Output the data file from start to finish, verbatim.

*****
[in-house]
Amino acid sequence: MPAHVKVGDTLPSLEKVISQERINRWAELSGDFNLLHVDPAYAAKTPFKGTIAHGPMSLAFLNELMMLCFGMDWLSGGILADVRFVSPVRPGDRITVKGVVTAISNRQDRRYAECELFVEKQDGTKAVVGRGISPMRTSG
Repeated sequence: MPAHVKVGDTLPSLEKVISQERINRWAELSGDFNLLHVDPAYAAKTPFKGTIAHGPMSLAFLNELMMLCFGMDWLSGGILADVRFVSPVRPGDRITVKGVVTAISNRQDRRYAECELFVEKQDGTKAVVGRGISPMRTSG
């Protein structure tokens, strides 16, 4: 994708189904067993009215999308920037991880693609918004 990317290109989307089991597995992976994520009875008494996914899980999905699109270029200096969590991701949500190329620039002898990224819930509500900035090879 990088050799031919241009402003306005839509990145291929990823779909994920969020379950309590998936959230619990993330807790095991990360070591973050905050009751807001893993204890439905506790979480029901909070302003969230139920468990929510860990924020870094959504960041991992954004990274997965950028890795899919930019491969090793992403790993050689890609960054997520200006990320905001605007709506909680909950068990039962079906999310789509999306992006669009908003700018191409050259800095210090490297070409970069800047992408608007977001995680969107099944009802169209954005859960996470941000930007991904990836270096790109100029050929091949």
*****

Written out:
[in-house]
Amino acid sequence: MPAHVKVGDTLPSLEKVISQERINRWAELSGDFNLLHVDPAYAAKTPFKGTIAHGPMSLAFLNELMMLCFGMDWLSGGILADVRFVSPVRPGDRITVKGVVTAISNRQDRRYAECELFVEKQDGTKAVVGRGISPMRTSG
Repeated sequence: MPAHVKVGDTLPSLEKVISQERINRWAELSGDFNLLHVDPAYAAKTPFKGTIAHGPMSLAFLNELMMLCFGMDWLSGGILADVRFVSPVRPGDRITVKGVVTAISNRQDRRYAECELFVEKQDGTKAVVGRGISPMRTSG
């Protein structure tokens, strides 16, 4: 994708189904067993009215999308920037991880693609918004 990317290109989307089991597995992976994520009875008494996914899980999905699109270029200096969590991701949500190329620039002898990224819930509500900035090879 990088050799031919241009402003306005839509990145291929990823779909994920969020379950309590998936959230619990993330807790095991990360070591973050905050009751807001893993204890439905506790979480029901909070302003969230139920468990929510860990924020870094959504960041991992954004990274997965950028890795899919930019491969090793992403790993050689890609960054997520200006990320905001605007709506909680909950068990039962079906999310789509999306992006669009908003700018191409050259800095210090490297070409970069800047992408608007977001995680969107099944009802169209954005859960996470941000930007991904990836270096790109100029050929091949």